Regulatory Reform

Proposed Florida Environmental Regulation May Place Your Business at the Center of the Next Media Crisis


David Childs, environmental law expert, testifies on behalf of the Florida Chamber and Florida’s business community against the proposed Florida Department of Environmental Protection rule.


Before a recently proposed emergency rule, environmental compliance in Florida was straightforward: most of the time, the reporting company notified the Florida Department of Environmental Protection (DEP) of any significant pollution event, who in turn provided technical guidance and notified the public when necessary.  Definitions were understood, good businesses followed clear rules, and Florida’s environment was protected and the public informed through sound science.  That system is in jeopardy.

On September 26, 2016, Governor Scott issued an Emergency Rule that established new requirements for the public notification of pollution.   Under the emergency rule, the company that has a pollution incident must not only notify the Florida DEP, but also notify local elected officials, property owners and even broadcast media as well as provide technical guidance to the general public.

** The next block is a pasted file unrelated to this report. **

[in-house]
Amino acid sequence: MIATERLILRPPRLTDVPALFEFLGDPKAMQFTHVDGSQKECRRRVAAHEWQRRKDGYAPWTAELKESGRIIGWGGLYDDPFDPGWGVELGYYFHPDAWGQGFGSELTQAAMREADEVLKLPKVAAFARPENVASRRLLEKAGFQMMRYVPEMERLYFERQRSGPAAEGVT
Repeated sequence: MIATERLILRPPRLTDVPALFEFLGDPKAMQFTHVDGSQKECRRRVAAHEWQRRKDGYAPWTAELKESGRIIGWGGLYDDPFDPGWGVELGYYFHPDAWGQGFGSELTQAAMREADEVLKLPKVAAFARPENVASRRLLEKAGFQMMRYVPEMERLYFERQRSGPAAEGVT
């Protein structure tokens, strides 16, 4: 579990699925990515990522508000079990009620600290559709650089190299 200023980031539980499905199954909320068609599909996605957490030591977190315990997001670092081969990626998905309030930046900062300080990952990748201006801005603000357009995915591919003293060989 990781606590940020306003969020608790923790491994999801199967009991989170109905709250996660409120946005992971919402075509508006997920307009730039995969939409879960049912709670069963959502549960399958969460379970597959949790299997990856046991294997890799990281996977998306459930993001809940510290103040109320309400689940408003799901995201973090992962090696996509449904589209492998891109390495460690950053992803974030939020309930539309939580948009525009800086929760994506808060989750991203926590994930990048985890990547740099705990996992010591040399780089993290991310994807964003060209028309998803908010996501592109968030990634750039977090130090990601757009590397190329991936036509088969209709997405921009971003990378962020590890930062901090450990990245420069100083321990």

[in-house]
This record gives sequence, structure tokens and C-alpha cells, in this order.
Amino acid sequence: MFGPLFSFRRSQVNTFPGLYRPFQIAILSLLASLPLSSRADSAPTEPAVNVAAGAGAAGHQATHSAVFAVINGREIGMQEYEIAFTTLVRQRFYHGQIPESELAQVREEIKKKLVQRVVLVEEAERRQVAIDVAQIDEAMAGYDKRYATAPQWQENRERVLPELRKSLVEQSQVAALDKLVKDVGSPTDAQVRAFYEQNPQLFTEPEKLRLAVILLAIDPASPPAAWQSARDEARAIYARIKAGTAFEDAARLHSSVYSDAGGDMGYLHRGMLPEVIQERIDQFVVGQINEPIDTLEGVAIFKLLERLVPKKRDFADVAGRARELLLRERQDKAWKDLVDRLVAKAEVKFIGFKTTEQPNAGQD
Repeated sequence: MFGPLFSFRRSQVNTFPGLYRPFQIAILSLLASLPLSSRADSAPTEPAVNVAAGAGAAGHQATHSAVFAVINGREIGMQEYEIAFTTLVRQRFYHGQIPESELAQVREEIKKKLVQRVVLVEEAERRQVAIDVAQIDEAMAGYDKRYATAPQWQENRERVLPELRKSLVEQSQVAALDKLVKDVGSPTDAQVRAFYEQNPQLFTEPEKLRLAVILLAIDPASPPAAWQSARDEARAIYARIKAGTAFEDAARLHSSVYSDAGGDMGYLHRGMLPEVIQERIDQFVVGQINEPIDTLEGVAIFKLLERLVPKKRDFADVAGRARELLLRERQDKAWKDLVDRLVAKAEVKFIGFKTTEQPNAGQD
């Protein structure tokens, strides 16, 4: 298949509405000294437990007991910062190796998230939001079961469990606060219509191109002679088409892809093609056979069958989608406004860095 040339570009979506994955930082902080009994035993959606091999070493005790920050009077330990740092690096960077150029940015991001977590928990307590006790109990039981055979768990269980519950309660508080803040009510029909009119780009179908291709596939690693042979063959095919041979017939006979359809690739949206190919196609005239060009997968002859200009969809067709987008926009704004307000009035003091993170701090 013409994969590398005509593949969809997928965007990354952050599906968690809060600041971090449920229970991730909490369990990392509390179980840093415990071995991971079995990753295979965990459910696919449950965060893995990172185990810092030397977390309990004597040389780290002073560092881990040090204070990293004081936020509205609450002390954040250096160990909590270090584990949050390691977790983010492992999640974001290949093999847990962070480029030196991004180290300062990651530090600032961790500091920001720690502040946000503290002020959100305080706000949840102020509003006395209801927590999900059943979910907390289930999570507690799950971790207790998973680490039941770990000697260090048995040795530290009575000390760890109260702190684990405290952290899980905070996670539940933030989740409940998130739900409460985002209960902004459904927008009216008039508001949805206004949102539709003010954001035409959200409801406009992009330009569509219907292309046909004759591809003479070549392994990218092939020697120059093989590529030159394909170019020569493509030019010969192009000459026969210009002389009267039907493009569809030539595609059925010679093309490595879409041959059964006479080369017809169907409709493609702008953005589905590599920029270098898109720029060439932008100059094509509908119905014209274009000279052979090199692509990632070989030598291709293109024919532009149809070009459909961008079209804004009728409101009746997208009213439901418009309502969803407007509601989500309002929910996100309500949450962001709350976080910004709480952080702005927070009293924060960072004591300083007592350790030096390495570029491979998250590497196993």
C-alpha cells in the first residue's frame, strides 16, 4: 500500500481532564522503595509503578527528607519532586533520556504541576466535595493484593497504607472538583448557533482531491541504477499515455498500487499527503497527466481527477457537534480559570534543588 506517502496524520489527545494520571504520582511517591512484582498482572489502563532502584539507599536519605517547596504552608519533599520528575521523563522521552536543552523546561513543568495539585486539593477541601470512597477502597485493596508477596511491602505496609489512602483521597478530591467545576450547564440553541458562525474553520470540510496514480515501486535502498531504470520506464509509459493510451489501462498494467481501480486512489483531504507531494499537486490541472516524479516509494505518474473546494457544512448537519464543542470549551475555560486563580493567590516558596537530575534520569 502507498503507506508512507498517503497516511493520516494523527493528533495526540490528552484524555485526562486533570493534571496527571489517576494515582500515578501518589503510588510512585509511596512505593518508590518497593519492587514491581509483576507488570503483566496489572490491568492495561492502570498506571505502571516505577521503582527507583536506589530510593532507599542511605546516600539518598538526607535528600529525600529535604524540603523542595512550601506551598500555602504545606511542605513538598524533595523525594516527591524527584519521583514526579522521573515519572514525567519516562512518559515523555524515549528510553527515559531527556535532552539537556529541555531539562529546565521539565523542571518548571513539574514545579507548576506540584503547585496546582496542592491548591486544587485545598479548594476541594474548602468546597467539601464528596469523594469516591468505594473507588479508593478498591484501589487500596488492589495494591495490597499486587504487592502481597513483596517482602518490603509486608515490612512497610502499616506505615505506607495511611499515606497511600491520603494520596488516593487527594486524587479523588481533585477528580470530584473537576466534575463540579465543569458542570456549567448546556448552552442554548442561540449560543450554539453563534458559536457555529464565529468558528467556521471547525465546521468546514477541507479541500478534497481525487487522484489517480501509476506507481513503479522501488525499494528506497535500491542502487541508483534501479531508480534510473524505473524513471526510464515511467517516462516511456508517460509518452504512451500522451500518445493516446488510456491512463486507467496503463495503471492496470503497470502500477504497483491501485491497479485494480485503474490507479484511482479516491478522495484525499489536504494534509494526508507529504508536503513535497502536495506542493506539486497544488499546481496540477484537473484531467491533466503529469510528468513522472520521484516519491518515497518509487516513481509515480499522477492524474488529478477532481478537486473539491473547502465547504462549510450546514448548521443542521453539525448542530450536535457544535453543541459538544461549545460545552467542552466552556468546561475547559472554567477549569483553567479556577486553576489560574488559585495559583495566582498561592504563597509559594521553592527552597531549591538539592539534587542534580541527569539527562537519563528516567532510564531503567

As soon as the rule was public, the Florida Chamber of Commerce led a coalition effort to raise concerns on potential regulatory uncertainty, vague reporting thresholds, and the burdensome media reporting requirement with Florida DEP leadership.  Despite improvements to reporting threshold requirements in the proposed rule, DEP now seeks to codify a modified version of this rule, which will force many businesses to directly contact the media within 24 hours of a potential incident and before all the facts are in.

The Florida Chamber believes that the core function of the Florida DEP is to use its expertise and judgment to provide appropriate notice and recommendations to the public. This rule appears to shift that burden and cost to small businesses.  This morning, environmental law expert David Childs testified on behalf of the Florida Chamber of Commerce at the final rule workshop, giving voice to the concerns of Florida’s business community.  Public comment on the proposed rule will close at 5pm this Wednesday.  We need your input to understand how this rule will affect your business, and push DEP to reconsider this burdensome regulation.

If your company will be affected or could be affected, please email Christopher Emmanuel at

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